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How to build a bloody mary bar

Server Products Blog | Scoop Into It!

Station Creation Series | How to Build the Best Bloody Mary Mini Bar

How To
2018.03.17
 

Here in Wisconsin, we understand the Bloody Mary. A truly great bloody is only as good as its toppings, which are typically a cacophony of textures and flavors imparted by cheese curds (fresh or fried), pickled veggies, summer sausage, and Nueske's bacon. And it's only complete when served with a beer chaser-PBR or Highlife, your choice.

But let's rewind quickly and turn our attention back to the toppings. The Bloody Mary base itself can range from sweet to spicy, which means that possible topping options and combinations are endless. What better way to delight brunch visitors than by giving them control over what goes into their Bloody Mary? The majority of diners would jump at the chance to dictate which toppings crown their bloody; Technomic reports that 72% of customers expect DIY options at restaurants.

So how do you build the best Bloody Mary in town? That's where we come in. For creating any kind of station, you can take a look at our guide, but we will walk through all of the Bloody Mary-specific steps together here.
 

Step 1: Choose the Base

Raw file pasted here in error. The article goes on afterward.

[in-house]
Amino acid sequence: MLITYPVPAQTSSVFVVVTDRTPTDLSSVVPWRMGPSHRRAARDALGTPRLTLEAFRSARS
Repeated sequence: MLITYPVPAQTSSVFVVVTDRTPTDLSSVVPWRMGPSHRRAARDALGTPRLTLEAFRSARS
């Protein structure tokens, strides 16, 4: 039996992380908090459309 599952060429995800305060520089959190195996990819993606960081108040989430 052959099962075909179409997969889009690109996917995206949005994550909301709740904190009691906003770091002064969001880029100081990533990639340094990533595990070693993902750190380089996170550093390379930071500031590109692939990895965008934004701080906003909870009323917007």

MB-4 87590MB-4

First things first, you'll need to choose the base of your station, as this will act as the foundation for your whole station. For one Mini Station, the MB-4 base is ideal. Go with the short, 5” model (87590) – it can hold jars for five different toppings, while still fitting comfortably under your bar counter. The MB-4 base also has two cooling options to maintain ingredient freshness. Use either ice or two eutectic ice packs to keep things cool for up to four hours.
 

Step 2: Select your jars

1/9-size jar & 1/12-size jar with lid

                1/9-size jar                         1/12-size jar with lid
 

In order to fit five jars in the MB-4 base, you'll need (1) 1/9-size jar and (4) 1/12-size jars. When building a Bloody Mary, it's easier to spear toppings from a jar with a 3 1/2" depth than a 6" depth, so we recommend the shallower option. Besides, smaller capacity jars mean more frequent change-outs and therefore fresher ingredients for your customers. And small jars are more easily stashed in a nearby cooler to make change-outs even quicker.
 

Step 3: Time to accessorize

Station with jars and lids
                                Station with jars and lids

For longer toppings, like pickled vegetable spears, choose a stainless steel hinged lid for easy retrieval. For smaller items, choose clear hinged lids to keep an eye on ingredient fill levels.

To build the station we have planned out, you will need the following items:

(1) 87590 | MB-4, 5"
(1) 87202 | 1/9-size jar, shallow 3 1/2", black
(1) 87211 | 1/9-size stainless lid
(4) 87925 | 1/12-size jars, shallow 3 1/2", black
(4) 87923 | 1/12-size clear hinged lids
(4) 94013 | Eutectic ice packs (use 2, freeze 2)

If you liked this Station Creation breakdown, you might also be interested in our take on the Wing Sauce Station. Catch the next installment in the Station Creation series by signing up for our blog, the Server Scoop, below.

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